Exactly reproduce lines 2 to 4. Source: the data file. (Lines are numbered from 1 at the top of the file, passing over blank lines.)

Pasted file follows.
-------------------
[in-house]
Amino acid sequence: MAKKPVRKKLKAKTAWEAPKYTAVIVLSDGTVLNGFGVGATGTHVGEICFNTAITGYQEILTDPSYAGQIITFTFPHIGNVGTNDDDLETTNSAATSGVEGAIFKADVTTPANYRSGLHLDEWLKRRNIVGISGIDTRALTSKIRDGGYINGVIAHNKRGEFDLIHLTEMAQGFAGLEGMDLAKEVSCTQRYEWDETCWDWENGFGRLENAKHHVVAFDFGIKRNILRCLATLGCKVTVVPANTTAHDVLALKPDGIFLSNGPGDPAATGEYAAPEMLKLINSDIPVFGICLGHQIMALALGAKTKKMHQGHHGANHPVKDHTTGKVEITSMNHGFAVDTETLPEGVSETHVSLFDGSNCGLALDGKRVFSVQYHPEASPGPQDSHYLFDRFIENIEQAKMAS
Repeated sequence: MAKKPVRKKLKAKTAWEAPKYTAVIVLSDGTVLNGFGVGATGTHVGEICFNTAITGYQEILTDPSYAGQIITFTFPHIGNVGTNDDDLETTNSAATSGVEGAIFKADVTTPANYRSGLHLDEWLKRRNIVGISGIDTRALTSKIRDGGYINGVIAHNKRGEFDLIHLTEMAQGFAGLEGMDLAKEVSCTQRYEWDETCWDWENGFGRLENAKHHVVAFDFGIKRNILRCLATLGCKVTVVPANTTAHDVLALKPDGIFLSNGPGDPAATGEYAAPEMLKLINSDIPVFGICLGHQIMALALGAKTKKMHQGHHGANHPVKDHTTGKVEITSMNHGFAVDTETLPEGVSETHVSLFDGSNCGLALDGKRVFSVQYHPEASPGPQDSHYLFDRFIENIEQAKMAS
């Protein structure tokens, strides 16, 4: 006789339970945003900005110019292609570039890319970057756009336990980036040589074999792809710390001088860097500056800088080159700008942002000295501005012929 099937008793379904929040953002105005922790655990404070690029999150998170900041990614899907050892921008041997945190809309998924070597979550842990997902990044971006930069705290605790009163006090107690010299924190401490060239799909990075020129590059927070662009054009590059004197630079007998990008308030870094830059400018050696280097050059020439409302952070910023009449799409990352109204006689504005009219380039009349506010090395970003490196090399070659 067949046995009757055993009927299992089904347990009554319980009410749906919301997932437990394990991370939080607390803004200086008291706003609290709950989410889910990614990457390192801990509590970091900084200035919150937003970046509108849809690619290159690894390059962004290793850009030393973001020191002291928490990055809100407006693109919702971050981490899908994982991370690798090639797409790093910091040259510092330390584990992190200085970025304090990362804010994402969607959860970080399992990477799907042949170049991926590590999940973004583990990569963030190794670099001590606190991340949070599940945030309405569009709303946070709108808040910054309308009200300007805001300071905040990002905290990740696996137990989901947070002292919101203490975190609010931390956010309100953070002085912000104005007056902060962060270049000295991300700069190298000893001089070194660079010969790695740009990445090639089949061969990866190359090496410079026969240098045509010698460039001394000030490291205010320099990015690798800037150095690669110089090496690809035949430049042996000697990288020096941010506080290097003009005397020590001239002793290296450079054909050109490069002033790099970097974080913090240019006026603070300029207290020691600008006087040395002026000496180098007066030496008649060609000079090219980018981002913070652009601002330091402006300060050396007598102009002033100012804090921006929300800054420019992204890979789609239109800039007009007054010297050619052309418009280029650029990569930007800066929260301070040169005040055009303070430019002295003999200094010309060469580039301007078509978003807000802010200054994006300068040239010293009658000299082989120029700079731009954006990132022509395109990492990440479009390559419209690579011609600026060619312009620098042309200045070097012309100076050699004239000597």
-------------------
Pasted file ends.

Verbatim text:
Amino acid sequence: MAKKPVRKKLKAKTAWEAPKYTAVIVLSDGTVLNGFGVGATGTHVGEICFNTAITGYQEILTDPSYAGQIITFTFPHIGNVGTNDDDLETTNSAATSGVEGAIFKADVTTPANYRSGLHLDEWLKRRNIVGISGIDTRALTSKIRDGGYINGVIAHNKRGEFDLIHLTEMAQGFAGLEGMDLAKEVSCTQRYEWDETCWDWENGFGRLENAKHHVVAFDFGIKRNILRCLATLGCKVTVVPANTTAHDVLALKPDGIFLSNGPGDPAATGEYAAPEMLKLINSDIPVFGICLGHQIMALALGAKTKKMHQGHHGANHPVKDHTTGKVEITSMNHGFAVDTETLPEGVSETHVSLFDGSNCGLALDGKRVFSVQYHPEASPGPQDSHYLFDRFIENIEQAKMAS
Repeated sequence: MAKKPVRKKLKAKTAWEAPKYTAVIVLSDGTVLNGFGVGATGTHVGEICFNTAITGYQEILTDPSYAGQIITFTFPHIGNVGTNDDDLETTNSAATSGVEGAIFKADVTTPANYRSGLHLDEWLKRRNIVGISGIDTRALTSKIRDGGYINGVIAHNKRGEFDLIHLTEMAQGFAGLEGMDLAKEVSCTQRYEWDETCWDWENGFGRLENAKHHVVAFDFGIKRNILRCLATLGCKVTVVPANTTAHDVLALKPDGIFLSNGPGDPAATGEYAAPEMLKLINSDIPVFGICLGHQIMALALGAKTKKMHQGHHGANHPVKDHTTGKVEITSMNHGFAVDTETLPEGVSETHVSLFDGSNCGLALDGKRVFSVQYHPEASPGPQDSHYLFDRFIENIEQAKMAS
């Protein structure tokens, strides 16, 4: 006789339970945003900005110019292609570039890319970057756009336990980036040589074999792809710390001088860097500056800088080159700008942002000295501005012929 099937008793379904929040953002105005922790655990404070690029999150998170900041990614899907050892921008041997945190809309998924070597979550842990997902990044971006930069705290605790009163006090107690010299924190401490060239799909990075020129590059927070662009054009590059004197630079007998990008308030870094830059400018050696280097050059020439409302952070910023009449799409990352109204006689504005009219380039009349506010090395970003490196090399070659 067949046995009757055993009927299992089904347990009554319980009410749906919301997932437990394990991370939080607390803004200086008291706003609290709950989410889910990614990457390192801990509590970091900084200035919150937003970046509108849809690619290159690894390059962004290793850009030393973001020191002291928490990055809100407006693109919702971050981490899908994982991370690798090639797409790093910091040259510092330390584990992190200085970025304090990362804010994402969607959860970080399992990477799907042949170049991926590590999940973004583990990569963030190794670099001590606190991340949070599940945030309405569009709303946070709108808040910054309308009200300007805001300071905040990002905290990740696996137990989901947070002292919101203490975190609010931390956010309100953070002085912000104005007056902060962060270049000295991300700069190298000893001089070194660079010969790695740009990445090639089949061969990866190359090496410079026969240098045509010698460039001394000030490291205010320099990015690798800037150095690669110089090496690809035949430049042996000697990288020096941010506080290097003009005397020590001239002793290296450079054909050109490069002033790099970097974080913090240019006026603070300029207290020691600008006087040395002026000496180098007066030496008649060609000079090219980018981002913070652009601002330091402006300060050396007598102009002033100012804090921006929300800054420019992204890979789609239109800039007009007054010297050619052309418009280029650029990569930007800066929260301070040169005040055009303070430019002295003999200094010309060469580039301007078509978003807000802010200054994006300068040239010293009658000299082989120029700079731009954006990132022509395109990492990440479009390559419209690579011609600026060619312009620098042309200045070097012309100076050699004239000597």